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Death penalty-to be or not to be? Sometimes crime cannot be punished enough. Sometimes crime is so cruel that there is no realistic punishment for it. There are too many victims out there, that suffered and their attacker gets a simple painless death. I am saying painless comparing to murders that happen every day that are simply horrifying. As Paul A. Winters says "If a person commits a uniquely gruesome murder, he deserves to be put to death" Winters et al. 154. So many murderers are convicted of the crime of murder and they only get years in jail. Their victims feel the pain, but imagine the pain and sorrow that the families of the victims feel, and that pain lasts for the rest of their lives. If someone from my family was killed, I wouldn't think a second what to do with the murderer. I would want him dead. Most of the families feel this way and the best way to stop the pain is to get rid off the cause of the pain. Death sentence is effective because it deters crimes, but many people argue that life without parole is much harder to serve for the person who committed the crime, "Abolitionist claim there are some alternative to the death penalty, they say that life without parole serves just as well" Guilmette 2. I agree that putting away the murderer is effective, but just isn't enough. Laws change, so do parole boards, and people forget the past. As long as the murderer there is a small possibility that he could strike again. Capital punishment is the most effective weapon against the murderers; because no executed murderer has ever killed again. You cannot say that about those sentenced to prison. Death sentence also depends on the case. I am not saying that everybody who commits the murder should be placed on the death row. There are different types of the murder and every murder that was planned or intentional should be severely punished. As Hugo Adam Badeu says, "Despicable crimes should be dealt with realistically" Badeu et al. 131. I have no mercy for the killers, and nobody should have any mercy for anybody who does harm to another human being. Who gives a right to anyone to commit crime anyway? Michael Kronenwetter says, "The death penalty has always been considered especially appropriate for the crime of murder" Kronenwetter 6. Murder is the biggest crime and biggest offense, and it should be treated like that. Over the years, public safety has become a meaningless thing, not worth defending anymore, and the death penalty has been persecuted for just that reason. Every country in the world is ready and willing to kill thousands, even millions of human beings in brutal, merciless way to defend their nation from the aggression of other countries. I don't see why public safety doesn't deserve as much respect and protection as a nation's national security does. In fact, it can be argued that supporting armies and war is far more barbarous than the death penalty is. The whole reason why nations and government exist is to defend their citizens from vicious criminals. When it fails to do that, they become of little use to its citizens. I think that the people in all the nations will soon realize that capital punishment, like the military or police force and even taxes is an unavoidable consequence of every civilized society, and it will no longer be the question of whether or not a nation should have the death penalty, but rather how it should be used. "According to polls, more than 70 percent of Americans feel that murderers deserve the death penalty" Winters et al. 168. What can you say to the parents of the kids that were killed in Columbine High School, their kids will never come back, and their killers were kids, too. What can be done about juvenile murderers? "President Clinton proposed that the age at which penalty could be applied should be reduced from 21 to 18" O'Rourke 1. I agree with that and if that law could be put in place, no killer would be protected. Everybody who is mature enough to the consequences of the things they do should be equally punished as everybody else. Most of the people don't agree with this, but that's just the way it is. As I said laws change and convicted could be out on the streets again, and they could strike again. Those who advocate the abolition of capital punishment have supported their cause with many arguments. They have claimed that some have been wrongly sent to death row, while other decisions have been unfairly applied to minorities and the poor. Others argued for the sanctity of human life, as well as the expense involved in capital punishment. But those who believe in the opposition of the death penalty are often misled. They should consider the following cases that underlie the support for capital punishment, for it is certainly the only way to deal with the cruelty of crime that has infected our society. Capital punishment was once supported by the theory of deterrence, yet studies have shown weaknesses in this argument. Although the death penalty may not have an effect in deterring crime, it protects society from the threat of the same criminal committing a violation again when they are set free. A notable example is the case of Ali Agca, who attempted to assassinate the Pope after he had previously been tried and convicted of murder. Opponents may often refute this by suggesting a life sentence without parole, yet research has shown that the crime rates in prisons are gradually increasing. What happens when a person sentenced with life imprisonment kills another inmate or guard during that time? This brings about reconsideration for those who advocate sentences without parole instead of capital punishment. A second way to look at the validation of capital punishment is the concept of retribution. Retribution cannot be confused with the concept of revenge. It is society"s right of intolerance to heinous crimes that bring about the need for death row. Criminals have not only injured their victims but also the important values that govern society, which is the respect for life. Society has a responsibility to protect its citizens, doing what is necessary and appropriate to those who break the laws. Thus, capital punishment is necessary to ensure the priceless value of human lives. Thirdly, some people urge to abolish the death penalty because of their concern for the sanctity of human life. That is precisely the reason why this form of crime prevention should be maintained. Capital punishment is different from murder because the person being executed had committed a crime and was tried and found guilty. An execution carried out after a trial cannot be compared to a murder committed by a criminal. Lastly, it is suggested and often proven that the death penalty discriminates against the poor and minority groups. One must see that this problem does not concern the justification of the penalty, but the unfair way in which it is distributed. This problem may be improved by properly reviewing the cases, imposing decisions without regard to race or class. This can be achieved so that all defendants receive equal protection ground. Capital punishment has proven to have good benefits upon the country in determining the consequences that criminals deserve. This is needed to ensure the safety and moral values of society. If this is the case, there is no need for us to consider the expenses involved in the death penalty. Certainly human lives are more important, for it may easily be yours. We should not abolish capital punishment, but hold our country accountable for properly exercising the death penalty upon those who deserve it. Many criminals don"t fear the judicial system. They know that they will get out in ten years if they murder someone. They are not afraid of jail or their punishment. How can we force them to stop killing or stealing if they are not afraid of the punishment we give them. Most rational men are afraid of death. They don"t want to die. There are also men that don"t fear death, but enjoy killing. They must be controlled, but if they are sentenced to life they are soon free to kill again. Again, I am not saying we should kill all the men in jail and any other criminal in the world. That is not the answer either, but we must have the death penalty as an option so that they will be afraid to break the law, and to control those who don"t fear death but love to break the law. What do you do with men who do not fear the loss of their life? One criminal of America, Carl Panzram was quoted in saying, "In my life I have murdered 21 human beings. I have committed thousands of burglaries, robberies, larcenies, arsons and last but not least I have committed sodomy on more than 1000 male human beings. For all of these things I am not the least bit sorry. I have no conscience so that does not worry me. I don"t believe in Man, God nor devil. I hate the whole damned human race including myself" Panzram 1. Men like this who do not care for any law and do every unthinkable act are being supported in some jails around the world. What do you do with people who only want to kill and cause chaos? There is very little you can do, especially if they do not care if they are imprisoned. Panzram cares for nothing. He doesn"t mind his fifteen years in prison, or even his twenty-five. Panzram was executed and can no longer bother man kind, but there are others like him. Australia has abolished the death sentence. They can no longer control the men like Panzram. Martin Bryant shot and killed 35 innocent people in Tasmania. He is now being supported by the people of Australia. There is one option, which Australia no longer has. They cannot put this man to death, they are not allowed. This cannot be the case in other countries, so that those criminals like Panzram and Bryant, will be able to do what they want and not be executed for it. We must keep the death penalty for the people like this; people who like to kill and that don"t fear imprisonment. The death penalty should be maintained"¦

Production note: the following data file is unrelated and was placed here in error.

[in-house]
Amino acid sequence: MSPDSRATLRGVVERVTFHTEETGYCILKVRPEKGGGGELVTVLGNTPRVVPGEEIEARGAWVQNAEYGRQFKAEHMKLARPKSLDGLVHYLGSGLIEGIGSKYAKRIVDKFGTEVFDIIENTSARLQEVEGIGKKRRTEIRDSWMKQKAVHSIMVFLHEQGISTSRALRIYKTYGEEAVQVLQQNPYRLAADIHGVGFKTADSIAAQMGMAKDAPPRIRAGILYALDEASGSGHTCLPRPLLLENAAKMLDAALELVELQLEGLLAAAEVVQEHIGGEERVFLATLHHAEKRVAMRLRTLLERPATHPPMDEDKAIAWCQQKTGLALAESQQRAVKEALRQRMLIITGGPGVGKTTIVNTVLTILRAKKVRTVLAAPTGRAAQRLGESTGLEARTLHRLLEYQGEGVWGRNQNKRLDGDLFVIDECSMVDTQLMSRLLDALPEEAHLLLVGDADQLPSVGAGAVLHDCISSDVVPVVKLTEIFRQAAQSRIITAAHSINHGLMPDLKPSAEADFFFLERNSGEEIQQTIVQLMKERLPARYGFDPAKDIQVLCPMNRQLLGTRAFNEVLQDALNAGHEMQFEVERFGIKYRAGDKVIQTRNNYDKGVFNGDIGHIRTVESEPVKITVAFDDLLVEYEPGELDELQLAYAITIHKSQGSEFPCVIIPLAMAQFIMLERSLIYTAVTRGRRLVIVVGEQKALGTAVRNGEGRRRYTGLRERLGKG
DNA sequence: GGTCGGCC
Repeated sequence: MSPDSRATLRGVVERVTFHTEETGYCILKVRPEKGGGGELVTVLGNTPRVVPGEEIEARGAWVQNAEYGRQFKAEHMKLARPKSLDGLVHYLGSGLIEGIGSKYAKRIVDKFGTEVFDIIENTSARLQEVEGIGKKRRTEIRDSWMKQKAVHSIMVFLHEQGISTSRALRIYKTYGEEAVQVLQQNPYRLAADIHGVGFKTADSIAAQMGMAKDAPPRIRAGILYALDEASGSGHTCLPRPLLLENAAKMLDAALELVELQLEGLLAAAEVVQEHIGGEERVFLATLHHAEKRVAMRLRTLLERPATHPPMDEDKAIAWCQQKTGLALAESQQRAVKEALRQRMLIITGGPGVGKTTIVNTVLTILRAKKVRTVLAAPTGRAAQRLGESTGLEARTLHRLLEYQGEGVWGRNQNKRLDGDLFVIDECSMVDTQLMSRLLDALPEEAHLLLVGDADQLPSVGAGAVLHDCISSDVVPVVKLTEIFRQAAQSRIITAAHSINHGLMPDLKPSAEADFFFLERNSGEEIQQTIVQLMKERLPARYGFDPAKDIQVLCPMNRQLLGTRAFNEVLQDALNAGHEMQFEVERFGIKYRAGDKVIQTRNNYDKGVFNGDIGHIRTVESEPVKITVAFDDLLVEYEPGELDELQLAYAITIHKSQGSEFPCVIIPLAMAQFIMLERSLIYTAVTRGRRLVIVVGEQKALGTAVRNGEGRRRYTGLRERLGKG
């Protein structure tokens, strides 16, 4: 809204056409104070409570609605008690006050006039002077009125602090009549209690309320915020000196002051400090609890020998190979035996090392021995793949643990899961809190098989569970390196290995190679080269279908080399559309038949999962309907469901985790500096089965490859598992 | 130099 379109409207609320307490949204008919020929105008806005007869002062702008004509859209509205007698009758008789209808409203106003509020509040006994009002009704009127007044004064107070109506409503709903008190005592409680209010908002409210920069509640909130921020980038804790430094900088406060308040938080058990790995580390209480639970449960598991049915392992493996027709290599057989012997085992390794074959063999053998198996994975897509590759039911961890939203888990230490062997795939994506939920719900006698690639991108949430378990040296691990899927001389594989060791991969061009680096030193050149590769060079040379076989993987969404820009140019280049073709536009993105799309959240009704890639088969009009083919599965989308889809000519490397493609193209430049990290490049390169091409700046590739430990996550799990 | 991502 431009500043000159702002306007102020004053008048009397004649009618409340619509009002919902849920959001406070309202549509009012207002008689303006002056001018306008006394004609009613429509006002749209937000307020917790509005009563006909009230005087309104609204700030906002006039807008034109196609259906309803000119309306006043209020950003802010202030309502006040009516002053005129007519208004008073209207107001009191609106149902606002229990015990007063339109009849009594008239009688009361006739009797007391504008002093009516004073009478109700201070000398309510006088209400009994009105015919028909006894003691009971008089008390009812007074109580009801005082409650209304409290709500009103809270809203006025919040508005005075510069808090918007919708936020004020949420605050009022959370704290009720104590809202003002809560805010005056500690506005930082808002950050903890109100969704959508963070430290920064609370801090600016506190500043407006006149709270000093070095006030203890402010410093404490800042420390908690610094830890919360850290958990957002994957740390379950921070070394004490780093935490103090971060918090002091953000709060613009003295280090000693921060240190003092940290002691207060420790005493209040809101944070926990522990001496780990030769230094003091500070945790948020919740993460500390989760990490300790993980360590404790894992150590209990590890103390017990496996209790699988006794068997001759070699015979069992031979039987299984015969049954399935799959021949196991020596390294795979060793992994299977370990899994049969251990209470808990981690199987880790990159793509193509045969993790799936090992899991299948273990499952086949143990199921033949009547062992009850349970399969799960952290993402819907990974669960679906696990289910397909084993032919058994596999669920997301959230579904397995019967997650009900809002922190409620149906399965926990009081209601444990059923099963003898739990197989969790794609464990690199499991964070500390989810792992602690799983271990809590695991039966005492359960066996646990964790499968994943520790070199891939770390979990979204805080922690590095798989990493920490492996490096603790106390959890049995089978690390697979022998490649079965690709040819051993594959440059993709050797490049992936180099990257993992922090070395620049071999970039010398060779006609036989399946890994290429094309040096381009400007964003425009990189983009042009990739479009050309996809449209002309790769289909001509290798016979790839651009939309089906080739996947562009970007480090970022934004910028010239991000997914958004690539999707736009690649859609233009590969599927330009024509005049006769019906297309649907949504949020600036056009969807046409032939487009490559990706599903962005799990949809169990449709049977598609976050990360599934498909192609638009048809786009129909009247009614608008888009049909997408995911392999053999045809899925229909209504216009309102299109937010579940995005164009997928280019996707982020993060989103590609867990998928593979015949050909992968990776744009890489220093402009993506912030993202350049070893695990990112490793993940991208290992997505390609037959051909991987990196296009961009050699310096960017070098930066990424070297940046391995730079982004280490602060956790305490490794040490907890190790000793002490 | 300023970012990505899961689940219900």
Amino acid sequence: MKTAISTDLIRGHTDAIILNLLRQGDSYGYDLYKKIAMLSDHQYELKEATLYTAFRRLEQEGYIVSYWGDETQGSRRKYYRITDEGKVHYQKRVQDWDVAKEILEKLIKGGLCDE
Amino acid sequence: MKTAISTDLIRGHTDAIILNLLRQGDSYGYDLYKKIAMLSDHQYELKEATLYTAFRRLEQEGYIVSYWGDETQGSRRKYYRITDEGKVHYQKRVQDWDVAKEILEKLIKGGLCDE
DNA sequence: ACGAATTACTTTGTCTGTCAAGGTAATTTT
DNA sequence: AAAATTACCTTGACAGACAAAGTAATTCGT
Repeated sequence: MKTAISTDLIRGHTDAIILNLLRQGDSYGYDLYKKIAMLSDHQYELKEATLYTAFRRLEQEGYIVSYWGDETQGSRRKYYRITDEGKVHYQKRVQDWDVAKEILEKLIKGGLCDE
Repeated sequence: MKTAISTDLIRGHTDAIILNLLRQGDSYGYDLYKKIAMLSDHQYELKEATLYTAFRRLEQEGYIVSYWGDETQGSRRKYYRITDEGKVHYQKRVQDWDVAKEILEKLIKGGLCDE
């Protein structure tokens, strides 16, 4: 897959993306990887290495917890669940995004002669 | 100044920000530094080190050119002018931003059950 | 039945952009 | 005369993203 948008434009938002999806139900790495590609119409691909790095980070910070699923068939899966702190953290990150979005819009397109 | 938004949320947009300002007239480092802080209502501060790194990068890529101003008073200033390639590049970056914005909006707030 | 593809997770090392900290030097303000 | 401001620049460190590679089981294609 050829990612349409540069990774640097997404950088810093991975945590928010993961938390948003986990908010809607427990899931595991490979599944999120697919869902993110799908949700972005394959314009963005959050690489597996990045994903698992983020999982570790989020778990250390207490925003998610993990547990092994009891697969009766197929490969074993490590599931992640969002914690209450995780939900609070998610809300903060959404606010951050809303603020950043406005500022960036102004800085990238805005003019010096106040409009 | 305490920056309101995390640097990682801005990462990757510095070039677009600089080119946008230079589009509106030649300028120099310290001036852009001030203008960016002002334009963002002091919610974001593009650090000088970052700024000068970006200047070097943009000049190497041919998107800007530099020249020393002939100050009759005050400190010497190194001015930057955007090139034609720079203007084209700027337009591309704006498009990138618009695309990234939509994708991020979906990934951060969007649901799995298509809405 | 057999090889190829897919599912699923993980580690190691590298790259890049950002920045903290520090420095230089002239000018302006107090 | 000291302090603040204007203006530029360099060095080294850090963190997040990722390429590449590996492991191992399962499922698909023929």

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Death penalty-to be or not to be? Sometimes crime cannot be punished enough. Sometimes crime is so cruel that there is no realistic punishment for it. There are too many victims out there, that suffered and their attacker gets a simple painless death. I am saying painless comparing to murders that happen every day that are simply horrifying. As Paul A. Winters says "If a person commits a uniquely gruesome murder, he deserves to be put to death" Winters et al. 154. So many murderers are convicted of the crime of murder and they only get years in jail. Their...